Sunday, April 12, 2009

Lug Sail for Paku


The Pete Culler Skiff, Paku needs a sail rig. The plans by the master of small boat design call for a sprit rig, but (not to contradict Captn' Pete) I like the versatility of the balanced lug and it's an attractive sail, too. I don't think Pete would be offended.
At least that's where I am today. I have a very nice old solid, round spruce stick about fifteen feet tall and about three inches in diameter at the mast step. I'd convert a spruce mast I made a few years ago for the boom and the light boom that went with that rig would be the yard. The combined weight of these three sticks is probably thirty five pounds.



The skiff is narrow and flat bottomed, so the risk is making the sail too large or the rig too heavy. It may be necessary to add lead weight to the centerboard to increase the lateral resistance and stability.
Here are some very good tips on rigging and tuning a lug sail.









I'd have to build a centerboard and a rudder. Then the Marine Board will require a license. In my opinion, a small row boat with an auxiliary sail need not be registered any more than the row boat without the sail, but that's a topic for another day.
(There's some legislation afoot that would require a fee for "non-registered" boats, which are all small human powered vessels currently exempt, yet another controversial subject.)

I just have to know how this little skiff handles in a stiff breeze!
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4 comments:

Anonymous said...

I'm curious as to whether this vessel with its three rowing stations may have been designed to be rowed Randan-style (a sweep at bow and stern, sculls amidships.) Is that something you have experienced? We have built a similar hull and, searching for ways to best use the odd number of rowers, we stumbled on this very efficient method, rather obscure now but common in the 19th century.

Edwin Gardner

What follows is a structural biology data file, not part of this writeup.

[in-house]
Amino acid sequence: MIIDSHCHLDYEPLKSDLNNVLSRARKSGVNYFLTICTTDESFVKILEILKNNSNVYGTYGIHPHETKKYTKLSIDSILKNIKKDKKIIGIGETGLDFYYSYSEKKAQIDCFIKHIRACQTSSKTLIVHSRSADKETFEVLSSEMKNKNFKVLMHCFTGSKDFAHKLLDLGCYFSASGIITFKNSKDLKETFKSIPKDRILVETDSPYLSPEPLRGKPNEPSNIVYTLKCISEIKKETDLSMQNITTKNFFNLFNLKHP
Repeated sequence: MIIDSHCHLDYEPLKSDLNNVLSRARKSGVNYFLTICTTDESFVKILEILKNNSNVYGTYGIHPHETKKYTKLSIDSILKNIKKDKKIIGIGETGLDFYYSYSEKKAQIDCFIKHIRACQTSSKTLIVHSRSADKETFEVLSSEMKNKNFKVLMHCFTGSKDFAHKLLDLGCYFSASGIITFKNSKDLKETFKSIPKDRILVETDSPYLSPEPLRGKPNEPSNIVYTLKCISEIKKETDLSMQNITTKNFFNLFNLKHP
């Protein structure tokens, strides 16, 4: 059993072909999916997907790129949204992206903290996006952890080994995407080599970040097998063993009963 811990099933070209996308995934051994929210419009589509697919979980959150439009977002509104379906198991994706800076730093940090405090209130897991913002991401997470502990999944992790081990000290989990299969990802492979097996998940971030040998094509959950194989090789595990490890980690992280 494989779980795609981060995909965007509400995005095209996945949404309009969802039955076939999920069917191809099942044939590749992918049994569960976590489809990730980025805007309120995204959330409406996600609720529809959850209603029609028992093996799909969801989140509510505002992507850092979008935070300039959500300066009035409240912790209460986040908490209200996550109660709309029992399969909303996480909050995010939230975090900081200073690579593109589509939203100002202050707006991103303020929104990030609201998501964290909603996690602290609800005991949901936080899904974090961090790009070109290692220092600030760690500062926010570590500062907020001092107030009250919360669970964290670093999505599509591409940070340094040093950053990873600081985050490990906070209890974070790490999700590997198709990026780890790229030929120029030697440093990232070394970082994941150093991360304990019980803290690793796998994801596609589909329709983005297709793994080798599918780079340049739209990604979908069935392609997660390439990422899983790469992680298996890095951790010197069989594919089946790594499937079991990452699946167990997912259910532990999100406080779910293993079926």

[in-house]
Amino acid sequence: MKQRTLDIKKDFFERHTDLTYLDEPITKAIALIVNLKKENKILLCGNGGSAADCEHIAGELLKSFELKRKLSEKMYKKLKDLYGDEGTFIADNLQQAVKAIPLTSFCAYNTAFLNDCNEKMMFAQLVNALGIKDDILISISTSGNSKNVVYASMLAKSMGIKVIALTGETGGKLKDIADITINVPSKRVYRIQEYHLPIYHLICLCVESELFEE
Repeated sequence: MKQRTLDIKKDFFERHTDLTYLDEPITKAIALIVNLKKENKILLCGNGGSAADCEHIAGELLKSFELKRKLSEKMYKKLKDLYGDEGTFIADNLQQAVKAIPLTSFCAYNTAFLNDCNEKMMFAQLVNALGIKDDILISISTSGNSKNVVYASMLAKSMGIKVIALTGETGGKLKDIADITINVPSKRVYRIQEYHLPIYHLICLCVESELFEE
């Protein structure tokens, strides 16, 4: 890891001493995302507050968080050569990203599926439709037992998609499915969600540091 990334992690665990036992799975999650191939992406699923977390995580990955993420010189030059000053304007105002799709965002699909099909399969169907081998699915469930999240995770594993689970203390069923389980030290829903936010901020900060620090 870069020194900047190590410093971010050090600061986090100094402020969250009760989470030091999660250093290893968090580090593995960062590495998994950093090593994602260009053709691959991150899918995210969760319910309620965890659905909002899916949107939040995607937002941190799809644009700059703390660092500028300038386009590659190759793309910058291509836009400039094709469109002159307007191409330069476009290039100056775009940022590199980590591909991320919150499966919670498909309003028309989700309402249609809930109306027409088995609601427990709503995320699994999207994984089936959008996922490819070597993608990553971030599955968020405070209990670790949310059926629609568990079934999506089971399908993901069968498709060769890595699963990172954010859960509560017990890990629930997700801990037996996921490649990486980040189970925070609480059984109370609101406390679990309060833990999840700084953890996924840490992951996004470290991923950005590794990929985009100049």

ESGV@bellsouth.net
Charleston, SC

michael b said...

Edwin,
This is a Pete Culler design if that helps your research.
I have not read that Pete suggested the Randan style though I see it might be a good option. We have never had three rowers and with two we use the two aft stations and row with sculls. Which design have you built?
I can be reached at mbogoger@gmail.com
and would like to hear more about your project.

Matthew said...

I love your blog. Thank you so much. I am starting to build the 18 1/2 Culler skiff myself. I have had my own thoughts on rig changes, and wonder what you think. I am tempited to replace the single 90 sq ft spritsail with a 60ish sprit stepped a little forward and a 30ish leg o' mutton stepped at the aft end of the case. Culler approved of two sail rigs at around 100 sq ft, and I am itchy to try a two masted rig.

michael b said...

Matthew,
I set up a lug sail of about 65 sq ft on Paku last fall. The wind was a steady 7 knots and the sail seemed small. I'd like to increase that to at least 100 sq. ft. and try again. She was reluctant to tack and slow on a reach. The reluctance to finish a tack suggests the sail area is too far forward, so maybe your mizzen would do the trick.

Here is a link to my Flickr site and a set from that day. The photos of Paku are toward the end. As you can see, headroom is the big issue with a boat this low to the water.

http://www.flickr.com/photos/26687363@N05/sets/72157625098636300/with/5060052307/